Logo of Phnom Penh Post newspaper Phnom Penh Post - Bokor church transferred for update

Bokor church transferred for update

The abandoned French colonial church atop Bokor Mountain, which was recently transferred to a Catholic association to be renovated and put back to use. Photo supplied
The abandoned French colonial church atop Bokor Mountain, which was recently transferred to a Catholic association to be renovated and put back to use. Photo supplied

Bokor church transferred for update

On Christmas Eve, the Cambodian government transferred control of the abandoned church on Bokor Mountain to a Catholic community, with plans to renovate the dilapidated house of worship.

Sitting atop Bokor Mountain in Preah Monivong National Park, the church is part of a cluster of abandoned French colonial buildings from the 1920s that includes a casino also undergoing renovations. The French abandoned the area in the 1940s, and in the 1990s it become one of the last holdouts of the murderous Khmer Rouge regime.

“During the Khmer Rouge, this church was not used properly based on Christian practices. Now we transfer it to the Christian community,” said Sao Sopheap, spokesman for the Ministry of Environment.

Sopheap added that the Catholic association would be responsible for the renovations.

Ly Sovanna, executive director of Catholic Nations Office for Social Communication (CSC) in Cambodia, said his organisation was given custodianship simply because they requested it.

“The government paid attention to our request,” he said, noting that it took the ministry a few years to respond.

Sovanna noted that the ministry still has final authority over the church, because it is within a national park. CSC will be given specific property boundaries defined by the ministry.

“This is just the agreement to transfer [control] . . . There are many following stages, a few years for the renovation, but we will set boundaries by 2018 at the latest . . . we will maintain its originality because it is history,” Sovanna continued.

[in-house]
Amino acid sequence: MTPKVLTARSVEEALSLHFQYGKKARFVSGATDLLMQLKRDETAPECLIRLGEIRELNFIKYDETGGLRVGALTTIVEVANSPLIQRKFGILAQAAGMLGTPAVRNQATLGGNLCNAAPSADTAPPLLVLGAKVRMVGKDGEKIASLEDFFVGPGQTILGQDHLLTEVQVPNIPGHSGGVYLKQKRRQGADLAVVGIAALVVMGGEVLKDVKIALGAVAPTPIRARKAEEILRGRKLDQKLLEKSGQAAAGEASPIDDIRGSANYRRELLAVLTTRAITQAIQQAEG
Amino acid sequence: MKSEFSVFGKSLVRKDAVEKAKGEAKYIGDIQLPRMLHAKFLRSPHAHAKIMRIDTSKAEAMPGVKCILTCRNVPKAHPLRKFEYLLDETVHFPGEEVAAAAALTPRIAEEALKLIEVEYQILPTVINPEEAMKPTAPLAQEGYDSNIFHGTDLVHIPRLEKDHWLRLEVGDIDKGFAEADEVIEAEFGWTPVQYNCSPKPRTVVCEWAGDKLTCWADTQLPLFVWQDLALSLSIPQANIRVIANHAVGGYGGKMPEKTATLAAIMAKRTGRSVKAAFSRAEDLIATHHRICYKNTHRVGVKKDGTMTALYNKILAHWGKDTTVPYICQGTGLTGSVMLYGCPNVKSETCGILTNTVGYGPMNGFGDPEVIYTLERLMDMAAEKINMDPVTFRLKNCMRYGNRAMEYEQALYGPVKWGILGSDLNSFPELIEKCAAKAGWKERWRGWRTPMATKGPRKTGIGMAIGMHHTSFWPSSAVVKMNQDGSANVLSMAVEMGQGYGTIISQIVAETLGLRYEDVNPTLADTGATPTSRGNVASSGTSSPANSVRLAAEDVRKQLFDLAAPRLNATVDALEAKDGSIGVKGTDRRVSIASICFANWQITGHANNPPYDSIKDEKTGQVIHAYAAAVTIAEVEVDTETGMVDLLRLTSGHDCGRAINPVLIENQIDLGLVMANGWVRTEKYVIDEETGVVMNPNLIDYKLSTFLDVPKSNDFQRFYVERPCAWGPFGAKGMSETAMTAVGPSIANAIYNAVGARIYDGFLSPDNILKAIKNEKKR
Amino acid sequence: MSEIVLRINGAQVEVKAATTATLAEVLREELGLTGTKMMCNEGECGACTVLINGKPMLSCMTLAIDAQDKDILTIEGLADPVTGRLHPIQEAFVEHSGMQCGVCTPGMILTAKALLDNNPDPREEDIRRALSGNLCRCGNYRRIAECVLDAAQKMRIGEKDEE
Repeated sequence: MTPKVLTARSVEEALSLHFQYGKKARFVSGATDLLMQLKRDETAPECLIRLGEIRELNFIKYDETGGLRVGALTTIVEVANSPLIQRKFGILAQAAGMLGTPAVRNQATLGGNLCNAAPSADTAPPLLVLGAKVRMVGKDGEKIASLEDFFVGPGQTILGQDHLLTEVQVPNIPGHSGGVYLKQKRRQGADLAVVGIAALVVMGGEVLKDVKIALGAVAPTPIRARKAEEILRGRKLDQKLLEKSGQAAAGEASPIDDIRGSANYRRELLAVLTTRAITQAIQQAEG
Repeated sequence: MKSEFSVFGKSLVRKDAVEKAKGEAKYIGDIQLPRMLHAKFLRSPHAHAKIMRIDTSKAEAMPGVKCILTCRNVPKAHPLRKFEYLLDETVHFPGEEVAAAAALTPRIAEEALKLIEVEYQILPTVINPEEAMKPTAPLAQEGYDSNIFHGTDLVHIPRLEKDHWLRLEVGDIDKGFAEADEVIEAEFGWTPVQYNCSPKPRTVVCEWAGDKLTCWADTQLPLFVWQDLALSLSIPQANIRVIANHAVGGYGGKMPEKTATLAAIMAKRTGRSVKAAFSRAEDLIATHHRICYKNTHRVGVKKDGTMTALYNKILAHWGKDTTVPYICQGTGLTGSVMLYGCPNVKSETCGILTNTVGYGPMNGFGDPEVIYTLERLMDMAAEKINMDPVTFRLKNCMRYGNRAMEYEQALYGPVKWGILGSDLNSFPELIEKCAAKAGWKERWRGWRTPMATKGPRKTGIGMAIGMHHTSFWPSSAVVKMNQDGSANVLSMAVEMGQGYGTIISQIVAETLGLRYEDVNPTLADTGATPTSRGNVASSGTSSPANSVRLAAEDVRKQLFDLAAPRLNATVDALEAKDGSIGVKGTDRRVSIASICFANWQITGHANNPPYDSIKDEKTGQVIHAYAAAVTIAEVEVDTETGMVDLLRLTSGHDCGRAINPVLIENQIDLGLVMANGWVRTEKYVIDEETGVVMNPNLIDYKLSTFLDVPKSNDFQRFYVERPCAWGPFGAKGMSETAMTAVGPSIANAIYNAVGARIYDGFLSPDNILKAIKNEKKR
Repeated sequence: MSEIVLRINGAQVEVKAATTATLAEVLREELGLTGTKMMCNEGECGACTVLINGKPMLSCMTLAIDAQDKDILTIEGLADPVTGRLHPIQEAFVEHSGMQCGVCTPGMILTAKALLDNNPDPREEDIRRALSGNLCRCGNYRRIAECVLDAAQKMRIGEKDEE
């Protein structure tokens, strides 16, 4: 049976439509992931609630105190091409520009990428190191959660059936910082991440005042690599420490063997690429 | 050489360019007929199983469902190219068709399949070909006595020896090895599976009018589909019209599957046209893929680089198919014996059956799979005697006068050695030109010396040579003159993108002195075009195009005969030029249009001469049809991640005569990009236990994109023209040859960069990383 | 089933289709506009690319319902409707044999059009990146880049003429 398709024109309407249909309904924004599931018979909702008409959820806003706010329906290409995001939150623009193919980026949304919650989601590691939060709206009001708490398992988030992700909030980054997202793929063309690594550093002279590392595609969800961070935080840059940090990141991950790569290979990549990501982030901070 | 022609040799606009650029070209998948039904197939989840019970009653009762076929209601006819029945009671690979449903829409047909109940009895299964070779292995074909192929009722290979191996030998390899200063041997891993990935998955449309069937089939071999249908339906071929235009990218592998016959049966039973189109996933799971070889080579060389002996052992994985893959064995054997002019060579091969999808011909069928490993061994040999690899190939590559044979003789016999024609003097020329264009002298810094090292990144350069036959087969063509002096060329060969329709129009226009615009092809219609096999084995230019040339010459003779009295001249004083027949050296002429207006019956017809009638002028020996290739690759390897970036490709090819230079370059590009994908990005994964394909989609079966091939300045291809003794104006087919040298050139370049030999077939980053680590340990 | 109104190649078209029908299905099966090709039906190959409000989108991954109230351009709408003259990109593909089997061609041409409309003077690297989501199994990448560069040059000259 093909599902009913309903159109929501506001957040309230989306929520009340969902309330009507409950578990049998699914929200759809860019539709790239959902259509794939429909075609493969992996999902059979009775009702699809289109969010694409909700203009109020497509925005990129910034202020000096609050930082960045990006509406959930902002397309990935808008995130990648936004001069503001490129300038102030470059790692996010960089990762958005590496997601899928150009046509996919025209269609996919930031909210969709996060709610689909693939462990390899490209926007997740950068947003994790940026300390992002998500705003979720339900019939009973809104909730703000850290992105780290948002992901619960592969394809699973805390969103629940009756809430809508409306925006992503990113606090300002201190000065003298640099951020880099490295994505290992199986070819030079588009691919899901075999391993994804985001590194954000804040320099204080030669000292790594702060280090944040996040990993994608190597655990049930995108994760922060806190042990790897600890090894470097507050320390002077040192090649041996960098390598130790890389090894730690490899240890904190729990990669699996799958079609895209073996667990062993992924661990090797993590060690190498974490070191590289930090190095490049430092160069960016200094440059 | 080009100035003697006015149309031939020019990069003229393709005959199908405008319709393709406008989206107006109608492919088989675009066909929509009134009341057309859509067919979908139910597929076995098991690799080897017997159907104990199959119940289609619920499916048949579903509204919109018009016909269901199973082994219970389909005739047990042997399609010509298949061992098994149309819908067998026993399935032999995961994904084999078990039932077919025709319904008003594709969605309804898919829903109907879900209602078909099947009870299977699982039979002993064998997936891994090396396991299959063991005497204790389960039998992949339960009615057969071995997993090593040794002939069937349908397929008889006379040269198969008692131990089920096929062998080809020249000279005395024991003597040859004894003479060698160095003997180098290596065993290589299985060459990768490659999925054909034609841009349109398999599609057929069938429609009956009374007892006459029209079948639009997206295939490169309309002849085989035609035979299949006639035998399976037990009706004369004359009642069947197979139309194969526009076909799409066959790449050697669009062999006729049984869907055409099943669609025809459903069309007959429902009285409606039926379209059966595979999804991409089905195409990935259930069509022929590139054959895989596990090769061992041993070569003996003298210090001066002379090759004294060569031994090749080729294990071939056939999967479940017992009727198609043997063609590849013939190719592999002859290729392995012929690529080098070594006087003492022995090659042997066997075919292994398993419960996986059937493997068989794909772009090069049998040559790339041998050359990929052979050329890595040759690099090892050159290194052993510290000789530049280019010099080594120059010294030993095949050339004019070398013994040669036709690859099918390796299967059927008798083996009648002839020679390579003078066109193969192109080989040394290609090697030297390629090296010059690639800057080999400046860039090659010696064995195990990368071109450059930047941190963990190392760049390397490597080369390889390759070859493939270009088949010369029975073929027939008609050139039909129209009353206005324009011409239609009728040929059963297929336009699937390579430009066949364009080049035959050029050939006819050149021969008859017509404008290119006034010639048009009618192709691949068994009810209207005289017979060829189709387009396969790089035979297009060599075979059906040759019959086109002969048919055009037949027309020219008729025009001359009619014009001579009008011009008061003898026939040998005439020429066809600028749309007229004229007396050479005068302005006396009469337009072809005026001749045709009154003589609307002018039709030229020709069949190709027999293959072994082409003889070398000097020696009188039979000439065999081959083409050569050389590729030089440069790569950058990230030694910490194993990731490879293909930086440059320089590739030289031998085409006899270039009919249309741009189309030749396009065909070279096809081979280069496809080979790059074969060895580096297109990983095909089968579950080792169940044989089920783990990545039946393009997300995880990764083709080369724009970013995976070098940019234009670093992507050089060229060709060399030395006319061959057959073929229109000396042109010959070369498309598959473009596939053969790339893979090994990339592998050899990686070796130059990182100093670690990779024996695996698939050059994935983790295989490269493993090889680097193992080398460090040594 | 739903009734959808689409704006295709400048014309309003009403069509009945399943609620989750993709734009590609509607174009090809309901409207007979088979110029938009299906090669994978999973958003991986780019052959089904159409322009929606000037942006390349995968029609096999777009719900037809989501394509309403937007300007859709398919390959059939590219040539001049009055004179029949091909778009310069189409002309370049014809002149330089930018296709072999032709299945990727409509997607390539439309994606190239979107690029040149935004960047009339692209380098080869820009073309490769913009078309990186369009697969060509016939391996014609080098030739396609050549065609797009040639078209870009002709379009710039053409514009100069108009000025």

He said he did not know the budget yet, but CSC would appeal for aid from Italy, France and charitable institutions.

Meanwhile, tycoon Sok Kong said he was almost finished renovating the old French casino on Bokor Mountain, and would reopen the building as a hotel this coming March.

“The former casino will now be opened as a hotel in March next year. We have been renovating for more than a year on this casino hotel. Now we have 36 rooms to offer services. We have not set the price yet,” Kong said, adding that it would be named “Le Royale Phnom Bokor”.

Dr Michel Tranet, a Cambodian cultural historian, said that it was a shame the church had been allowed to fall into such a state of disrepair.

“It is our cultural history; it defines what we experienced under French colonialism. In other countries, they don’t leave old things behind because it’s part of the national heritage. We need to recognise it as our national heritage,” he said.

MOST VIEWED

  • Government hits back at threats to pull EBA, suspend UN seat

    The spokesman for the ruling Cambodian People’s Party (CPP) has said the government is in no way concerned after the European Parliament gave it three months to reverse what it called the “systematic repression of the political opposition”. Ignoring the ultimatum could mean facing

  • Chinese influx pushing locals, Westerners out of Preah Sihanouk

    Some within the Kingdom’s tourism industry have speculated that the recent influx of Chinese visitors may hinder domestic tourism as the price of accommodations in the coastal city of Sihanoukville continues to rise. Preah Sihanouk province, which has become a hotbed for Chinese investment

  • Sar Kheng: Sokha requested security

    Interior Minister Sar Kheng on Sunday revealed the story behind the transfer of former opposition party leader Kem Sokha from Trapaing Phlong prison in Tbong Khmum province to his house in the capital. Speaking at the ruling Cambodian People’s Party (CPP) headquarters in Prey

  • ‘Dire consequences’ from sanctions, warns AmCham

    American businesspeople in Cambodia have warned that any sanction against the Kingdom would have “dire consequences” that could push Cambodia even further into the arms of China. In a letter to US senators and representatives dated Monday, the American Chamber of Commerce Cambodia (AmCham) said